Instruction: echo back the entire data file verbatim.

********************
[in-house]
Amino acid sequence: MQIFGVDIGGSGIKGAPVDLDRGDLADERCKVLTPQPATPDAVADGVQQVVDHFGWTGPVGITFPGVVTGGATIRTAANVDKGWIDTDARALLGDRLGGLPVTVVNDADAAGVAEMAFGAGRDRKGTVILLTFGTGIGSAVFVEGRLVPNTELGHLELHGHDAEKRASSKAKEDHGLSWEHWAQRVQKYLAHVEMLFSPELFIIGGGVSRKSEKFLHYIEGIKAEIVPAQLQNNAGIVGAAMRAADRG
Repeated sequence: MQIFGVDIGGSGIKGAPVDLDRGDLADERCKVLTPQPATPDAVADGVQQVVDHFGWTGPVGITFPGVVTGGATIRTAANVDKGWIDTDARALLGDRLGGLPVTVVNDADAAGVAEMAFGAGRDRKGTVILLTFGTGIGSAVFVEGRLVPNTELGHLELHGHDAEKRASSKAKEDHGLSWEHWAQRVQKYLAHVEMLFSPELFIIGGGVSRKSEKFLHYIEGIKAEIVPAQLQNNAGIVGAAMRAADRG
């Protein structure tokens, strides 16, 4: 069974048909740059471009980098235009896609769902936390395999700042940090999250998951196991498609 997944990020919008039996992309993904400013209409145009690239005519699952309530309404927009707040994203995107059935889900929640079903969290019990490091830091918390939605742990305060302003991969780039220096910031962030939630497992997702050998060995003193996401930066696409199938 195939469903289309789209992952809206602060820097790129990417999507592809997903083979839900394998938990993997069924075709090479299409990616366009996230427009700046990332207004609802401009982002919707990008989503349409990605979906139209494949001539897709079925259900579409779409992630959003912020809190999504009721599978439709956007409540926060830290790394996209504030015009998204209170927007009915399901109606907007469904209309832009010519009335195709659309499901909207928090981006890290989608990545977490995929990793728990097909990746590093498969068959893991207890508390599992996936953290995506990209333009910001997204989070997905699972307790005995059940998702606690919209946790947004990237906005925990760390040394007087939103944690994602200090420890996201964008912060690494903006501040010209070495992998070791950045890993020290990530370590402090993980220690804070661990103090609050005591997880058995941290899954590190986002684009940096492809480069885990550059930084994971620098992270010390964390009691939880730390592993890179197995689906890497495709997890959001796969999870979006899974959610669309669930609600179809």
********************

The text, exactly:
[in-house]
Amino acid sequence: MQIFGVDIGGSGIKGAPVDLDRGDLADERCKVLTPQPATPDAVADGVQQVVDHFGWTGPVGITFPGVVTGGATIRTAANVDKGWIDTDARALLGDRLGGLPVTVVNDADAAGVAEMAFGAGRDRKGTVILLTFGTGIGSAVFVEGRLVPNTELGHLELHGHDAEKRASSKAKEDHGLSWEHWAQRVQKYLAHVEMLFSPELFIIGGGVSRKSEKFLHYIEGIKAEIVPAQLQNNAGIVGAAMRAADRG
Repeated sequence: MQIFGVDIGGSGIKGAPVDLDRGDLADERCKVLTPQPATPDAVADGVQQVVDHFGWTGPVGITFPGVVTGGATIRTAANVDKGWIDTDARALLGDRLGGLPVTVVNDADAAGVAEMAFGAGRDRKGTVILLTFGTGIGSAVFVEGRLVPNTELGHLELHGHDAEKRASSKAKEDHGLSWEHWAQRVQKYLAHVEMLFSPELFIIGGGVSRKSEKFLHYIEGIKAEIVPAQLQNNAGIVGAAMRAADRG
């Protein structure tokens, strides 16, 4: 069974048909740059471009980098235009896609769902936390395999700042940090999250998951196991498609 997944990020919008039996992309993904400013209409145009690239005519699952309530309404927009707040994203995107059935889900929640079903969290019990490091830091918390939605742990305060302003991969780039220096910031962030939630497992997702050998060995003193996401930066696409199938 195939469903289309789209992952809206602060820097790129990417999507592809997903083979839900394998938990993997069924075709090479299409990616366009996230427009700046990332207004609802401009982002919707990008989503349409990605979906139209494949001539897709079925259900579409779409992630959003912020809190999504009721599978439709956007409540926060830290790394996209504030015009998204209170927007009915399901109606907007469904209309832009010519009335195709659309499901909207928090981006890290989608990545977490995929990793728990097909990746590093498969068959893991207890508390599992996936953290995506990209333009910001997204989070997905699972307790005995059940998702606690919209946790947004990237906005925990760390040394007087939103944690994602200090420890996201964008912060690494903006501040010209070495992998070791950045890993020290990530370590402090993980220690804070661990103090609050005591997880058995941290899954590190986002684009940096492809480069885990550059930084994971620098992270010390964390009691939880730390592993890179197995689906890497495709997890959001796969999870979006899974959610669309669930609600179809």